Coughing, fever, runny nose—are you suffering from a flu or just a common cold? How can you know for sure? “People mix them up quite a lot,” says family physician Jonathan Kerr, MD. Both illnesses make you feel miserable, and many of the symptoms can overlap. But colds and flus aren’t created equal, and the best ways to treat them may be different, too. Here’s what you need to know when you’re wondering which ailment has you laying low.
Cold and Flu: The Similarities
Influenza and the common cold are both caused by a virus, and both can take up to a week or two to leave your system. Both are easily spread from person to person. They can also cause similar symptoms, such as nasal congestion, coughing, headache, sore throat and a fever.
Cold and Flu: The Differences
Ask a doctor about the biggest difference between a cold and a flu, and they’ll tell you it’s how well you function while you’re sick. Can you mostly go about your business, or are you completely out of action? “Most people with a cold still go to work and look after their kids,” says Kerr. “When you have the flu, you’re not doing anything. You’re getting Grandma to look after the kids because you’re down for the count.”
A flu makes you ache all over and causes crushing fatigue. Your fever is higher than the mildly elevated temperature associated with a cold, and it comes with chills and sweats. And you may experience vomiting or diarrhea with a flu. “The true flu knocks you right on your back,” says Kerr. “You’re in bed for days and can’t move. Everything hurts.”
Flu also tends to hit you fast, like a ton of bricks, while a cold will come on more slowly. Another clue is the season when it strikes; flu is more common in winter and early spring. If you get sick at other times of the year, such as during the summer, it’s more likely you’re grappling with a cold.
Plus, a flu tends to spread quickly through an entire community at once, so you’ll hear stories about friends and neighbors all getting sick. Your doctor’s office or closest hospital will also be able to tell you if there’s been a local outbreak.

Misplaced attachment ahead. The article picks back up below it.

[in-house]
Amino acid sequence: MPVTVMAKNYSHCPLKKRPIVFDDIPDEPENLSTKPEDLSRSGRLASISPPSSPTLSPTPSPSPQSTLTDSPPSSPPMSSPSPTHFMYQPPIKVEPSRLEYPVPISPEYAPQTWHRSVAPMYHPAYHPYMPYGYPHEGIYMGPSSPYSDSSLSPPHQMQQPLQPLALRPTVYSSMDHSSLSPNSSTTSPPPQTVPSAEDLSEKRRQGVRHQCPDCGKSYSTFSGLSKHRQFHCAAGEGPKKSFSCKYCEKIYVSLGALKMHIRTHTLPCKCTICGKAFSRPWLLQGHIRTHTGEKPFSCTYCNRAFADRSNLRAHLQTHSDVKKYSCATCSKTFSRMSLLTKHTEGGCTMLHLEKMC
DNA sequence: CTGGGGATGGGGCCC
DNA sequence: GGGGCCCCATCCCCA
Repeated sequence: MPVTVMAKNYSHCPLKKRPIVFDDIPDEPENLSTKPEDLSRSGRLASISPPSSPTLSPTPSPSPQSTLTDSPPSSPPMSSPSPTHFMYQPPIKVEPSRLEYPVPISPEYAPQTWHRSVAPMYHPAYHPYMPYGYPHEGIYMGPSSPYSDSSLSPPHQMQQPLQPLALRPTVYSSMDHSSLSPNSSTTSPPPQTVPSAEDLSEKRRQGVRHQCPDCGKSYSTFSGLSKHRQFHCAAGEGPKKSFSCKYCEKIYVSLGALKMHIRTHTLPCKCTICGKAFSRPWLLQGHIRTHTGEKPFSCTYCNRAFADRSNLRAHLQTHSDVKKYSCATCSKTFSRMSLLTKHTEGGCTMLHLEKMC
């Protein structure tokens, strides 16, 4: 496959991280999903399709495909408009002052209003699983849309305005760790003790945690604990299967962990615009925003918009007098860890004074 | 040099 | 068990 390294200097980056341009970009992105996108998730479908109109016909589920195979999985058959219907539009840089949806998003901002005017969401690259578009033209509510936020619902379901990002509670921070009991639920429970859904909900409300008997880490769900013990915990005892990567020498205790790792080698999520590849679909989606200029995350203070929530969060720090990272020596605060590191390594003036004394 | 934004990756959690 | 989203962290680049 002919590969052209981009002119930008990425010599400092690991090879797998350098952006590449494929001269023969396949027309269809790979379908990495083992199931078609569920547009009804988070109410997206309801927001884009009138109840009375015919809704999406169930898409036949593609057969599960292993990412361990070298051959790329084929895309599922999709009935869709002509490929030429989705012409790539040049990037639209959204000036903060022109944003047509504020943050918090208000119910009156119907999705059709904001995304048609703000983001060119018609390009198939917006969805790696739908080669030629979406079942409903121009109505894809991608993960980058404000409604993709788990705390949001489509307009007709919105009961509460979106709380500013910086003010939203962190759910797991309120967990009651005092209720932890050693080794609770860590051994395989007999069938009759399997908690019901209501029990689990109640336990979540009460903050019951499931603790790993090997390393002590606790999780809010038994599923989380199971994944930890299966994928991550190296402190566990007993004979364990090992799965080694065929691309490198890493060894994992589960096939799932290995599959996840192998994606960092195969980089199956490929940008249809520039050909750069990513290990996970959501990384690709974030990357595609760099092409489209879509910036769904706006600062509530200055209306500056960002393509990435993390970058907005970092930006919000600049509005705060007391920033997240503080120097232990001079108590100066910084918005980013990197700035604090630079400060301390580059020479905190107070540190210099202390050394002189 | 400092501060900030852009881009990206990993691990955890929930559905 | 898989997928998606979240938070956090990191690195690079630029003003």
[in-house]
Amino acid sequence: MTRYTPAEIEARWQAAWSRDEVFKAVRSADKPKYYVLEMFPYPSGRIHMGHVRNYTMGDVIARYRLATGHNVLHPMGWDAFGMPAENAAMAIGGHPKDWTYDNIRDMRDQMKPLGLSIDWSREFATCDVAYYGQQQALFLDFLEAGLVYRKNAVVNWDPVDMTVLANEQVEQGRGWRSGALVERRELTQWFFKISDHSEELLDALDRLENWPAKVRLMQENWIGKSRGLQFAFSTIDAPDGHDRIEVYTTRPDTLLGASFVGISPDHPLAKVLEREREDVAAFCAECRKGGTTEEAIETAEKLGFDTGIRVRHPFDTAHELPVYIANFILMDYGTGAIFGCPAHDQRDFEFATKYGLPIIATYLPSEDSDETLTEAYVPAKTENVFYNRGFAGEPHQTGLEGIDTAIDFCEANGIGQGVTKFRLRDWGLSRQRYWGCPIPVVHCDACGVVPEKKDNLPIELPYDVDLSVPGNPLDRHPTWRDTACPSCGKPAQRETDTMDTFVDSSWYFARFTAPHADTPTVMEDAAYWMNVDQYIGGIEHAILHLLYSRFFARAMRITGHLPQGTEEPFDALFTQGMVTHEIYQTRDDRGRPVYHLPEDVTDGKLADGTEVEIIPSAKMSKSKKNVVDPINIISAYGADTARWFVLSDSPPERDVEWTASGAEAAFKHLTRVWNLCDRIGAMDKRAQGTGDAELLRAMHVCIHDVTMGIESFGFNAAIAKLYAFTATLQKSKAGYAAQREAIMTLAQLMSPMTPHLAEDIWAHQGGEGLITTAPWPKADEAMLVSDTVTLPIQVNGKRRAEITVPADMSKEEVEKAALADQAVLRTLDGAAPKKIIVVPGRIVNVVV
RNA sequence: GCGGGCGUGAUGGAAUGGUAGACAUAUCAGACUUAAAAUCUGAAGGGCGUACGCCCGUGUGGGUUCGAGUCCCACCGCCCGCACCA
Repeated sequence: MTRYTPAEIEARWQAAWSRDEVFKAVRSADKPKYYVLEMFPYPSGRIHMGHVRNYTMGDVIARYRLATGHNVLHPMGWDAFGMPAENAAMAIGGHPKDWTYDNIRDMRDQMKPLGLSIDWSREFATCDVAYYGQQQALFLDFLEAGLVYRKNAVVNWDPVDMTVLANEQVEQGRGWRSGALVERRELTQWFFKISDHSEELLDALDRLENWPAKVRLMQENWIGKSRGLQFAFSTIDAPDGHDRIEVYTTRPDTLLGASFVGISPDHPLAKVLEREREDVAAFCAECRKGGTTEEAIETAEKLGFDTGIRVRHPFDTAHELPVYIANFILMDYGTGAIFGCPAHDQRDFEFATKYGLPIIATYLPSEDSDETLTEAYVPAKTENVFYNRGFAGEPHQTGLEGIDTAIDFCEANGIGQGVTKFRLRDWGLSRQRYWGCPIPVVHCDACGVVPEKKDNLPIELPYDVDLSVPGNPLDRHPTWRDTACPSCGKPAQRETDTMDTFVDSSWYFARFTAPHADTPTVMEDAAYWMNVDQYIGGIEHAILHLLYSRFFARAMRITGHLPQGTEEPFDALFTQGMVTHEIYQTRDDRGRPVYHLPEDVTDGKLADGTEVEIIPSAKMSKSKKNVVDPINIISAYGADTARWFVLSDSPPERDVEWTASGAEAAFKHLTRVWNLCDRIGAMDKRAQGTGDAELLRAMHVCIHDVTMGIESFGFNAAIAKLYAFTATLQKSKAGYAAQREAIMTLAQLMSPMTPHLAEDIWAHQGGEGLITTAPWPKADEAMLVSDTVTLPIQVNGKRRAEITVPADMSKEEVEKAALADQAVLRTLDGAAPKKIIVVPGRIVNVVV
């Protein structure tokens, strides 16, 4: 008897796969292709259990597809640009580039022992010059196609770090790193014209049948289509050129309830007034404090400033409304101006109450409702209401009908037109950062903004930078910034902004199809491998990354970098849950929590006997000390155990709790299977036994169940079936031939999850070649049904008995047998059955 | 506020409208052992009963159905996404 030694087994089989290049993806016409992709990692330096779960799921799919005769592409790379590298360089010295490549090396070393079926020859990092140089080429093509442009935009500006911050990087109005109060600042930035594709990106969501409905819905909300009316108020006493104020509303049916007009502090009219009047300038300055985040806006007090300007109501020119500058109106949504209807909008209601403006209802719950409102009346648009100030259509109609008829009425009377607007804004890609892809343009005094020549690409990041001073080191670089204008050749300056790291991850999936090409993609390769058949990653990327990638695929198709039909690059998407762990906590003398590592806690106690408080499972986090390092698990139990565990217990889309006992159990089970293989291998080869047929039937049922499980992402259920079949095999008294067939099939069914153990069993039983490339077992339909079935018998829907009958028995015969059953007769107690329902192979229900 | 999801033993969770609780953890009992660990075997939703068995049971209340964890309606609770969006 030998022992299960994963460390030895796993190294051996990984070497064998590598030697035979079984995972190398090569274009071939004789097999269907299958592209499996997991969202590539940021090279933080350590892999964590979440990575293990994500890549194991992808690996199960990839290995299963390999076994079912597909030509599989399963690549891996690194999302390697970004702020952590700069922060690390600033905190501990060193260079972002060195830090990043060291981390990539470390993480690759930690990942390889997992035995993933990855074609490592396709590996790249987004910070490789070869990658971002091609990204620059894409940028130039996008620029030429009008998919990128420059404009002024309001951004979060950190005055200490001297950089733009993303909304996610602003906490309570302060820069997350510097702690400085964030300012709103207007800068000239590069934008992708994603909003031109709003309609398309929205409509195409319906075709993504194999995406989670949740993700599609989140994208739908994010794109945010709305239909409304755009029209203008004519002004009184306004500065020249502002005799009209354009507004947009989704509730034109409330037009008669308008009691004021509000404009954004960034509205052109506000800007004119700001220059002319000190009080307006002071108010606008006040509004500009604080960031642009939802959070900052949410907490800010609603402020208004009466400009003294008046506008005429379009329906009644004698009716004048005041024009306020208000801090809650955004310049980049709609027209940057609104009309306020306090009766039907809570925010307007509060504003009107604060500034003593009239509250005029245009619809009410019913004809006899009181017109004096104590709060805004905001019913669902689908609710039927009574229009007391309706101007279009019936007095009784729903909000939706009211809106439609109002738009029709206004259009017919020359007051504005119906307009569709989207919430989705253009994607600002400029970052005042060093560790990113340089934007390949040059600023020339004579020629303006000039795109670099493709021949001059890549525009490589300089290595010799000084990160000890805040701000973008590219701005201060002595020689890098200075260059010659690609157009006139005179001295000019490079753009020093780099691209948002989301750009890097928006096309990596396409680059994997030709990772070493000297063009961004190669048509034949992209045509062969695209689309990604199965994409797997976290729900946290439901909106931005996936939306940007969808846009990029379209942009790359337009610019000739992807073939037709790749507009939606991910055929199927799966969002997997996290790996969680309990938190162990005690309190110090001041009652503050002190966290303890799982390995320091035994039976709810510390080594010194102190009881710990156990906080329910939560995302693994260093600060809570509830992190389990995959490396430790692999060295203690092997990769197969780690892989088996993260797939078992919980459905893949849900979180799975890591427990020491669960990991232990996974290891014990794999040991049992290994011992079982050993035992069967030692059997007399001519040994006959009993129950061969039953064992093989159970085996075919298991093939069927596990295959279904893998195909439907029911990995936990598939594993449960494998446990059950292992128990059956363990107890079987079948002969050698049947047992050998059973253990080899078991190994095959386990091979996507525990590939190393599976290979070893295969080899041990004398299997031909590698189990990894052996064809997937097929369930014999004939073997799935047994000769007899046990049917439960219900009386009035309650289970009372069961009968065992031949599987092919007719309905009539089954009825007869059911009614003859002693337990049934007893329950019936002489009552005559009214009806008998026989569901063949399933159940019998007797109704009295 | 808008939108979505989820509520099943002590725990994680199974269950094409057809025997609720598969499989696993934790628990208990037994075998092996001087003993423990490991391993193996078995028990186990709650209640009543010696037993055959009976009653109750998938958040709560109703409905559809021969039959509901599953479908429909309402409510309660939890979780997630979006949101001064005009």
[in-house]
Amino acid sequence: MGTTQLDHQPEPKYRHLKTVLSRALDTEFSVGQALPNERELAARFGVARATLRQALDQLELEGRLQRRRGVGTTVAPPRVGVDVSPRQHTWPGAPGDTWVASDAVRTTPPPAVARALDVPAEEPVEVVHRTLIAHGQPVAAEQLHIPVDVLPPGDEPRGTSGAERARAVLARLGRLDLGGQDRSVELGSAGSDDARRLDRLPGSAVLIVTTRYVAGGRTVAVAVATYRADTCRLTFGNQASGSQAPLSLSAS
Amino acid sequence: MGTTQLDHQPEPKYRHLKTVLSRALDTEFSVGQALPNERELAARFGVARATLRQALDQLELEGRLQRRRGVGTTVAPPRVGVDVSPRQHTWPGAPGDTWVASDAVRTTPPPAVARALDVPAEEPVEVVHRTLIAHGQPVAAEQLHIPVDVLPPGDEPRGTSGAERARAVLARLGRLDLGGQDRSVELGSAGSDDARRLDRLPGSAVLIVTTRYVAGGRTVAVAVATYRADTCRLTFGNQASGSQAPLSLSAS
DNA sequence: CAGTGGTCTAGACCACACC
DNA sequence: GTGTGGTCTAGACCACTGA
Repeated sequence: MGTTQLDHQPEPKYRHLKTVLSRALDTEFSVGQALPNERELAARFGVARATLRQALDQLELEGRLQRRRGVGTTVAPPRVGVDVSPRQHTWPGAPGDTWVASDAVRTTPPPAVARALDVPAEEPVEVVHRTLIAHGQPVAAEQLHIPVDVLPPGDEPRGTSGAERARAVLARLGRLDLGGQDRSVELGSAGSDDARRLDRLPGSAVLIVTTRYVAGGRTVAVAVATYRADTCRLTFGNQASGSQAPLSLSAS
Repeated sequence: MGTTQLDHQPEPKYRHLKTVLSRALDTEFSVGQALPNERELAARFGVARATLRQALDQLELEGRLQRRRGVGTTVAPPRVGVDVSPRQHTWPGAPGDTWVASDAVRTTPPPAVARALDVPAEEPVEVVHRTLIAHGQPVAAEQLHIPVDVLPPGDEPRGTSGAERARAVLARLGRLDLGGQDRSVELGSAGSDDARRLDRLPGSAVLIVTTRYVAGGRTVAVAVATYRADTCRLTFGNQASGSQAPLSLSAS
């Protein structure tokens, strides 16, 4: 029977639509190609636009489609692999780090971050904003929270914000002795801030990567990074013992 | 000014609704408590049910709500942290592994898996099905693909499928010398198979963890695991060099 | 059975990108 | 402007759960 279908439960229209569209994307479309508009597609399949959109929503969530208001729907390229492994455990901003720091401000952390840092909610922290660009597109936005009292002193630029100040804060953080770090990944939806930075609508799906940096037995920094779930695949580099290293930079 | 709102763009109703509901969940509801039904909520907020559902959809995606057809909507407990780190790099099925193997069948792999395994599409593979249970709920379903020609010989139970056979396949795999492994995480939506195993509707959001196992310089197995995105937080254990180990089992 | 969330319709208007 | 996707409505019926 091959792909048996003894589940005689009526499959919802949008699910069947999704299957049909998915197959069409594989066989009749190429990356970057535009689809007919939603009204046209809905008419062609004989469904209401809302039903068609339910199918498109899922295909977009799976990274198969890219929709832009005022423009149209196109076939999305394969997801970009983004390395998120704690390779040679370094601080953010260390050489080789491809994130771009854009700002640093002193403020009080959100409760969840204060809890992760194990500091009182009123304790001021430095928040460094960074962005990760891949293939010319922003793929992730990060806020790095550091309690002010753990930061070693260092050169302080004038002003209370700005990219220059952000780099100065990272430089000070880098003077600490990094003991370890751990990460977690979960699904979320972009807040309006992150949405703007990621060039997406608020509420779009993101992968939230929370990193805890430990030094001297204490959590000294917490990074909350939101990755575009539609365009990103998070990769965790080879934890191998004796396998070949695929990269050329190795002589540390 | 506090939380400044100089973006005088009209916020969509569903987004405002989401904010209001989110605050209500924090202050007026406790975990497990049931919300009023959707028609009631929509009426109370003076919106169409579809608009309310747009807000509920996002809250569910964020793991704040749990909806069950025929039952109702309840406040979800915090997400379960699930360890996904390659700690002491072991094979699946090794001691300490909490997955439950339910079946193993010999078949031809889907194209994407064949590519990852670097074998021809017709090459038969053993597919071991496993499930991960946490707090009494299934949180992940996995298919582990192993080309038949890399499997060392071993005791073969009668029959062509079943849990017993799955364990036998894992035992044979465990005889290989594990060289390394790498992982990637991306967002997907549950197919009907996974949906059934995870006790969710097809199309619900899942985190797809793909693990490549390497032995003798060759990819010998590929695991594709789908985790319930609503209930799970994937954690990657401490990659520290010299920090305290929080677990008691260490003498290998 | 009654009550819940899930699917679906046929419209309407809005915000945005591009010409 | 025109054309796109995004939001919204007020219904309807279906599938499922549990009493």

Caught a Bug? Here’s How to Treat It
Whether you’re flattened by flu or struggling with a cold, your best approach is to deal with the symptoms. Get lots of rest and drink plenty of fluids. That’s especially important if you have a flu, which may make you lose your appetite or make it hard to keep food down. Pain relievers, such as acetaminophen and ibuprofen can ease muscle aches, and cold medications may help dry up a runny nose. Wash your hands frequently to avoid infecting others.
Since both sicknesses are caused by viruses, antibiotics won’t help—they only fight bacteria. But Tamiflu, a medication prescribed by your doctor, may reduce the severity of a flu and will shorten the duration by about a day. You should start taking Tamiflu within the first 48 hours of your symptoms.
If you do have a flu, expect to be completely incapacitated for a few days. If you have a cold, on the other hand, you may be tempted to tough it out at the office. Bad idea—you’ll only spread your sickness, and your colleagues might not appreciate it.
As for the tried-and-true chicken soup remedy, there just might be something to it—for both illnesses. Chicken soup has been shown to have anti-inflammatory properties, and it also temporarily eases nasal congestion. “Chicken soup’s great because it gives you fluid and salt,” adds Kerr. “But it’s also great because someone’s taking care of you.”